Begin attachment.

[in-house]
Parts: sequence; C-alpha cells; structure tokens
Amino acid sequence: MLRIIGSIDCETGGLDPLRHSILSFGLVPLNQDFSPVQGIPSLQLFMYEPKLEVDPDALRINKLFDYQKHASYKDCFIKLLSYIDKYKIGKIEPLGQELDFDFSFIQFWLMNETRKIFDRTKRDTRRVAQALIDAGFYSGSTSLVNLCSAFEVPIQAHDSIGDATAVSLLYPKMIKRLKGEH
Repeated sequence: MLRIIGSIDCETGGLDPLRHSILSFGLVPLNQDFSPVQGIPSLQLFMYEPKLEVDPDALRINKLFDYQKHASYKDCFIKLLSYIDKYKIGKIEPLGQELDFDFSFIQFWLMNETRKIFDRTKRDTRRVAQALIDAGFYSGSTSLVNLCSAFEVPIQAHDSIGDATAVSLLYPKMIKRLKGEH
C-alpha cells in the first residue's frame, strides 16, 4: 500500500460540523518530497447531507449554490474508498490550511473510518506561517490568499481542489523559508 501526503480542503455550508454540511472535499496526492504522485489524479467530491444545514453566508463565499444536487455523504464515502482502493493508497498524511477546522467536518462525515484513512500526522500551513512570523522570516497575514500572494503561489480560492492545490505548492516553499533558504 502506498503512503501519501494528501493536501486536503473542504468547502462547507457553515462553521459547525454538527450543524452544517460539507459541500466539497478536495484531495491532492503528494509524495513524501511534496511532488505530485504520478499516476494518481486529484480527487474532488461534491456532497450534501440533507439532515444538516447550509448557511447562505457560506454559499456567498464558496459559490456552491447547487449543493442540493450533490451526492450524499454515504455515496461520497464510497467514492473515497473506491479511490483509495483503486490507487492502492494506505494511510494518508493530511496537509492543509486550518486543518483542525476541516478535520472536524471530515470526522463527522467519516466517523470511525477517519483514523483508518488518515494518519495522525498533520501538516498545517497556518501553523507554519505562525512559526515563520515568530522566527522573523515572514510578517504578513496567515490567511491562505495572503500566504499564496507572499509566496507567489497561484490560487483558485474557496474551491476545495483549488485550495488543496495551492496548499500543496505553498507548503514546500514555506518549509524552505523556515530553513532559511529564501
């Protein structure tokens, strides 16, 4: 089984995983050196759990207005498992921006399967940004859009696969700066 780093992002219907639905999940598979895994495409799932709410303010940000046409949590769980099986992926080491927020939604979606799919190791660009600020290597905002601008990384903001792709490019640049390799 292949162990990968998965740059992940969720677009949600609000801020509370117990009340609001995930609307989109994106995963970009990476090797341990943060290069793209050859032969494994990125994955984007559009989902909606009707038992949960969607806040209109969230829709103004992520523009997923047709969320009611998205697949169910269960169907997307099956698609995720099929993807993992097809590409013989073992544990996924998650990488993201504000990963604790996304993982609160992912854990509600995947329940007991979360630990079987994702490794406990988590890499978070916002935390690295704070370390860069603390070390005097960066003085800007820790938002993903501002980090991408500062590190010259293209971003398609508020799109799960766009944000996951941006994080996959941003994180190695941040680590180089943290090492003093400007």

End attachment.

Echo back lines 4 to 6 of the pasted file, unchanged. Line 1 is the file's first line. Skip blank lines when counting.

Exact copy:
Repeated sequence: MLRIIGSIDCETGGLDPLRHSILSFGLVPLNQDFSPVQGIPSLQLFMYEPKLEVDPDALRINKLFDYQKHASYKDCFIKLLSYIDKYKIGKIEPLGQELDFDFSFIQFWLMNETRKIFDRTKRDTRRVAQALIDAGFYSGSTSLVNLCSAFEVPIQAHDSIGDATAVSLLYPKMIKRLKGEH
C-alpha cells in the first residue's frame, strides 16, 4: 500500500460540523518530497447531507449554490474508498490550511473510518506561517490568499481542489523559508 501526503480542503455550508454540511472535499496526492504522485489524479467530491444545514453566508463565499444536487455523504464515502482502493493508497498524511477546522467536518462525515484513512500526522500551513512570523522570516497575514500572494503561489480560492492545490505548492516553499533558504 502506498503512503501519501494528501493536501486536503473542504468547502462547507457553515462553521459547525454538527450543524452544517460539507459541500466539497478536495484531495491532492503528494509524495513524501511534496511532488505530485504520478499516476494518481486529484480527487474532488461534491456532497450534501440533507439532515444538516447550509448557511447562505457560506454559499456567498464558496459559490456552491447547487449543493442540493450533490451526492450524499454515504455515496461520497464510497467514492473515497473506491479511490483509495483503486490507487492502492494506505494511510494518508493530511496537509492543509486550518486543518483542525476541516478535520472536524471530515470526522463527522467519516466517523470511525477517519483514523483508518488518515494518519495522525498533520501538516498545517497556518501553523507554519505562525512559526515563520515568530522566527522573523515572514510578517504578513496567515490567511491562505495572503500566504499564496507572499509566496507567489497561484490560487483558485474557496474551491476545495483549488485550495488543496495551492496548499500543496505553498507548503514546500514555506518549509524552505523556515530553513532559511529564501
């Protein structure tokens, strides 16, 4: 089984995983050196759990207005498992921006399967940004859009696969700066 780093992002219907639905999940598979895994495409799932709410303010940000046409949590769980099986992926080491927020939604979606799919190791660009600020290597905002601008990384903001792709490019640049390799 292949162990990968998965740059992940969720677009949600609000801020509370117990009340609001995930609307989109994106995963970009990476090797341990943060290069793209050859032969494994990125994955984007559009989902909606009707038992949960969607806040209109969230829709103004992520523009997923047709969320009611998205697949169910269960169907997307099956698609995720099929993807993992097809590409013989073992544990996924998650990488993201504000990963604790996304993982609160992912854990509600995947329940007991979360630990079987994702490794406990988590890499978070916002935390690295704070370390860069603390070390005097960066003085800007820790938002993903501002980090991408500062590190010259293209971003398609508020799109799960766009944000996951941006994080996959941003994180190695941040680590180089943290090492003093400007």